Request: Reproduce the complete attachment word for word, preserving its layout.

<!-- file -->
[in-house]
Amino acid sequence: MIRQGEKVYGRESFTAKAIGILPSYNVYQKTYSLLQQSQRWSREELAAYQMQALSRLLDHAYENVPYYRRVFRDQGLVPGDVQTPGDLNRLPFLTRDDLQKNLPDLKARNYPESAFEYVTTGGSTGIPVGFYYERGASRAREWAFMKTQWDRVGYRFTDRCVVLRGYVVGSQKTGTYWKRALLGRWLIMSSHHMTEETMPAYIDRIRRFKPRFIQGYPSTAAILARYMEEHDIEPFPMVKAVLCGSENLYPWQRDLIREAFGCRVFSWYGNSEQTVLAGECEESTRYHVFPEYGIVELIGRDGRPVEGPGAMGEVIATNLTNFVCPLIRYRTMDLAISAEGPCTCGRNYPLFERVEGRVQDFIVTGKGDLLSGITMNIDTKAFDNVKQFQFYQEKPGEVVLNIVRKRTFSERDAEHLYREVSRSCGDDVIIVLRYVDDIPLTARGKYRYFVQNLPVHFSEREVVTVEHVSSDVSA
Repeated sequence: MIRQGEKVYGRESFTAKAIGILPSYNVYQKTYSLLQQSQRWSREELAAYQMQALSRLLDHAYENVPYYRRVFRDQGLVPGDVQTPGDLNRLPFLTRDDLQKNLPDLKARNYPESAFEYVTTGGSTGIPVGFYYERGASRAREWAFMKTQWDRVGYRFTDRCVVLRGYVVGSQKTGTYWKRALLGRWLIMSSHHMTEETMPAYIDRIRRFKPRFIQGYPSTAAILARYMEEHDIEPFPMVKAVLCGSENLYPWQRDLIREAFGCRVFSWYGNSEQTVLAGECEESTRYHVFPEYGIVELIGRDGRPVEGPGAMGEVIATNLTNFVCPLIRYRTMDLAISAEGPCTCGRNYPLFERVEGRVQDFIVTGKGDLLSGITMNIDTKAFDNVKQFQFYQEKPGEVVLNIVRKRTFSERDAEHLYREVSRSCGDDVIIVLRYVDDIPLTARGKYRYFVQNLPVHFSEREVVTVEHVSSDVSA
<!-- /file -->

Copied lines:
[in-house]
Amino acid sequence: MIRQGEKVYGRESFTAKAIGILPSYNVYQKTYSLLQQSQRWSREELAAYQMQALSRLLDHAYENVPYYRRVFRDQGLVPGDVQTPGDLNRLPFLTRDDLQKNLPDLKARNYPESAFEYVTTGGSTGIPVGFYYERGASRAREWAFMKTQWDRVGYRFTDRCVVLRGYVVGSQKTGTYWKRALLGRWLIMSSHHMTEETMPAYIDRIRRFKPRFIQGYPSTAAILARYMEEHDIEPFPMVKAVLCGSENLYPWQRDLIREAFGCRVFSWYGNSEQTVLAGECEESTRYHVFPEYGIVELIGRDGRPVEGPGAMGEVIATNLTNFVCPLIRYRTMDLAISAEGPCTCGRNYPLFERVEGRVQDFIVTGKGDLLSGITMNIDTKAFDNVKQFQFYQEKPGEVVLNIVRKRTFSERDAEHLYREVSRSCGDDVIIVLRYVDDIPLTARGKYRYFVQNLPVHFSEREVVTVEHVSSDVSA
Repeated sequence: MIRQGEKVYGRESFTAKAIGILPSYNVYQKTYSLLQQSQRWSREELAAYQMQALSRLLDHAYENVPYYRRVFRDQGLVPGDVQTPGDLNRLPFLTRDDLQKNLPDLKARNYPESAFEYVTTGGSTGIPVGFYYERGASRAREWAFMKTQWDRVGYRFTDRCVVLRGYVVGSQKTGTYWKRALLGRWLIMSSHHMTEETMPAYIDRIRRFKPRFIQGYPSTAAILARYMEEHDIEPFPMVKAVLCGSENLYPWQRDLIREAFGCRVFSWYGNSEQTVLAGECEESTRYHVFPEYGIVELIGRDGRPVEGPGAMGEVIATNLTNFVCPLIRYRTMDLAISAEGPCTCGRNYPLFERVEGRVQDFIVTGKGDLLSGITMNIDTKAFDNVKQFQFYQEKPGEVVLNIVRKRTFSERDAEHLYREVSRSCGDDVIIVLRYVDDIPLTARGKYRYFVQNLPVHFSEREVVTVEHVSSDVSA